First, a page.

The equal amounts of the mix of spike-in bacterial RNAs, Lys, Thr, Dap, Phe and Trp (Affymetrix Poly-A RNA Control Kit), were added to the fractions prior to RNA extraction. cDNA was synthesized using QuantiTect Reverse Transcription Kit (Qiagen) using random hexamer primers. The following pairs of primers were used to amplify the respective transcripts in SYBR Green qRT-PCR reaction run on Rotor-Gene Q machine (Qiagen): Abcd3 (forward: TATTGCGGTTATGCTGGTATCTC, reverse: TTGCTGCTGCGACCAATGAT), Acaa1a (forward: TCTCCAGGACGTGAGGCTAAA, reverse: CGCTCAGAAATTGGGCGATG), Hmgcs1 (forward: CGGATCGTGAAGACATCAACTC, reverse: CGCCCAATGCAATCATAGGAA), Thr (forward: CCTGCATGAGGATGACGAGA, reverse: GGCATCGGCATATGGAAAC). The Ct values of the target genes in each fraction were normalized to the respective Ct value of the Thr spike-in control. Relative RNA levels were presented as percentage of RNA present in each fraction with 100% being the sum of RNA present in all fractions.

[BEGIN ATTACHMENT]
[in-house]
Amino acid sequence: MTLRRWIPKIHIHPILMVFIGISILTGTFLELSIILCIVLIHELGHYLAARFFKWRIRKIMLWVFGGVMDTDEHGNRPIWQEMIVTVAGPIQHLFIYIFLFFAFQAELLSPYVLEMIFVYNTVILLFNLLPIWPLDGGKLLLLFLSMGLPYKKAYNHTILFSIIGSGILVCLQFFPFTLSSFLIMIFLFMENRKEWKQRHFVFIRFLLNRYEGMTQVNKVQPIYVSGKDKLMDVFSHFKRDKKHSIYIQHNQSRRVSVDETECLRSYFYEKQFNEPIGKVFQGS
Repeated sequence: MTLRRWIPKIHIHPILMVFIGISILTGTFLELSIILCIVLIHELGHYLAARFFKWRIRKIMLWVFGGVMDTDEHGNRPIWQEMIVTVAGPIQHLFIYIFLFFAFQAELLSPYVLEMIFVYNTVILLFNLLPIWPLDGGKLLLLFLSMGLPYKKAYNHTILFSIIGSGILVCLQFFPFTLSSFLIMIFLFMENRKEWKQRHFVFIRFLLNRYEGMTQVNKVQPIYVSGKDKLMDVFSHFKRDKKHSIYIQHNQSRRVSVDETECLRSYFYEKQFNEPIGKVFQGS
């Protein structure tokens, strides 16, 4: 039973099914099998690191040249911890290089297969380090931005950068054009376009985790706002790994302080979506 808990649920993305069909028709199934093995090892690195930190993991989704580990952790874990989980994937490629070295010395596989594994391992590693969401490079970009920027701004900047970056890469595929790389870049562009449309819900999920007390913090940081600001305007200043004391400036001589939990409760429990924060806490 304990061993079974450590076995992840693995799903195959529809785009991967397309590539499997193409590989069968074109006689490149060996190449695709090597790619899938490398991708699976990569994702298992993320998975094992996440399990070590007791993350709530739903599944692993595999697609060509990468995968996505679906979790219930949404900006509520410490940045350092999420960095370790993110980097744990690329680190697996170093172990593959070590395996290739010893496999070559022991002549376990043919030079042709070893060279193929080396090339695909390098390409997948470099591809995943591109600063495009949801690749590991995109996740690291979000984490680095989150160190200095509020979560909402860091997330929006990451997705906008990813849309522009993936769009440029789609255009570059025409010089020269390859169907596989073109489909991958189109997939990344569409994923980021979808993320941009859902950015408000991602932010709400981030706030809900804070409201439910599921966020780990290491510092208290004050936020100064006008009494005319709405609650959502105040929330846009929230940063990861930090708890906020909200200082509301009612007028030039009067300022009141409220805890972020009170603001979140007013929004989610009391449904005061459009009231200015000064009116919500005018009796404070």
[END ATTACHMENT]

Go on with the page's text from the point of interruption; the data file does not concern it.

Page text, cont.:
Integration of microarray data with mass spectrometry data

To integrate the microarray results with publicly available mass-spectrometry (MS) data [20, 21], the MS data was pre-filtered. Only such proteins were selected, which were identified by at least two peptides covering at least 10% of the protein length. The official gene symbols of the differentially expressed genes, selected as representative of the PX and the IP RNA fractions in the course of our microarray data analysis, were compared with the gene symbols of the genes encoding the proteins identified in the MS data. The genes represented in both the microarray-derived and the MS data-derived lists, were selected for the further analysis. The proteins identified in the MS data were also checked for their representation in the RNA-binding proteins data base (RPDB v. 1.3.1) [47]. To find the correspondence between the human and the murine genes, we used the Uniprot orthologs database. To generate the protein-protein interaction network the STRING database [48] was used, with the interactions limited to the experimentally confirmed, and confidence level of 0.7.